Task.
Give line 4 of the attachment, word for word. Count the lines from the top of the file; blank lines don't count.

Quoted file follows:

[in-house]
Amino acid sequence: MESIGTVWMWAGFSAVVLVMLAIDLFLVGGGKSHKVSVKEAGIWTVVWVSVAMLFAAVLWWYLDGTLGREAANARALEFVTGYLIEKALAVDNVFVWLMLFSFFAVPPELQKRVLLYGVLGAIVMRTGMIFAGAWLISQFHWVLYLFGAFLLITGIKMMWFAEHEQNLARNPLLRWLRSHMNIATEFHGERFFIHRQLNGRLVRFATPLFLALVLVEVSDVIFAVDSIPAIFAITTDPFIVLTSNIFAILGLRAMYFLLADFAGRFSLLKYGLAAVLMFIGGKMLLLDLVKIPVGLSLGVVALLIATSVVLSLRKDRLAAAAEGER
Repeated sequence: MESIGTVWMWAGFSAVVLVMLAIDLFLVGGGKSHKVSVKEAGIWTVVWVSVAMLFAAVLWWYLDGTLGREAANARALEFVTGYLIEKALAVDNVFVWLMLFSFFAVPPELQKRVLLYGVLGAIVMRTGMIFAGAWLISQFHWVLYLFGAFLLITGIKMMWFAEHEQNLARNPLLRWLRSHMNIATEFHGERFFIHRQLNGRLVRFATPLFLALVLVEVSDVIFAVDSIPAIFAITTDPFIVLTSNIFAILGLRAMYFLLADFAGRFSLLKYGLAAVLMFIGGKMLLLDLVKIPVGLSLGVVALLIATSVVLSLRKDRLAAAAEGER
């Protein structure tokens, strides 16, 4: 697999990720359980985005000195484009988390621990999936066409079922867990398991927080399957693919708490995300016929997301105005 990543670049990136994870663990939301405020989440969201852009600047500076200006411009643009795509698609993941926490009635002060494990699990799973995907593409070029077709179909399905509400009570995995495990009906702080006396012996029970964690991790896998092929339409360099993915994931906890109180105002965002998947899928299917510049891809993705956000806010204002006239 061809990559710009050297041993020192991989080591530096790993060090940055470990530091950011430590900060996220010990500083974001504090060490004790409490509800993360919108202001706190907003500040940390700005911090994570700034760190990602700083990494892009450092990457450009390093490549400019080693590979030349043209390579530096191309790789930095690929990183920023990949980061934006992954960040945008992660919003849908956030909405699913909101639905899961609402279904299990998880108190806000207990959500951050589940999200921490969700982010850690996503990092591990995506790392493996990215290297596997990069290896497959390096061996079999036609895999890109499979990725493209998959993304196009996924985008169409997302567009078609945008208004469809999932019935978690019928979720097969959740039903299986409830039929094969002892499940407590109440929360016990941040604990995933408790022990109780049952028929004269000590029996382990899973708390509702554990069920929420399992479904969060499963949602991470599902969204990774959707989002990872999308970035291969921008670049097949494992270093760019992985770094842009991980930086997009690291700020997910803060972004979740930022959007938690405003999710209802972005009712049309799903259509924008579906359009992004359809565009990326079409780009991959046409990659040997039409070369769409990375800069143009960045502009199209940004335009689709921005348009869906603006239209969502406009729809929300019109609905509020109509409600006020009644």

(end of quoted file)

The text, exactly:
């Protein structure tokens, strides 16, 4: 697999990720359980985005000195484009988390621990999936066409079922867990398991927080399957693919708490995300016929997301105005 990543670049990136994870663990939301405020989440969201852009600047500076200006411009643009795509698609993941926490009635002060494990699990799973995907593409070029077709179909399905509400009570995995495990009906702080006396012996029970964690991790896998092929339409360099993915994931906890109180105002965002998947899928299917510049891809993705956000806010204002006239 061809990559710009050297041993020192991989080591530096790993060090940055470990530091950011430590900060996220010990500083974001504090060490004790409490509800993360919108202001706190907003500040940390700005911090994570700034760190990602700083990494892009450092990457450009390093490549400019080693590979030349043209390579530096191309790789930095690929990183920023990949980061934006992954960040945008992660919003849908956030909405699913909101639905899961609402279904299990998880108190806000207990959500951050589940999200921490969700982010850690996503990092591990995506790392493996990215290297596997990069290896497959390096061996079999036609895999890109499979990725493209998959993304196009996924985008169409997302567009078609945008208004469809999932019935978690019928979720097969959740039903299986409830039929094969002892499940407590109440929360016990941040604990995933408790022990109780049952028929004269000590029996382990899973708390509702554990069920929420399992479904969060499963949602991470599902969204990774959707989002990872999308970035291969921008670049097949494992270093760019992985770094842009991980930086997009690291700020997910803060972004979740930022959007938690405003999710209802972005009712049309799903259509924008579906359009992004359809565009990326079409780009991959046409990659040997039409070369769409990375800069143009960045502009199209940004335009689709921005348009869906603006239209969502406009729809929300019109609905509020109509409600006020009644």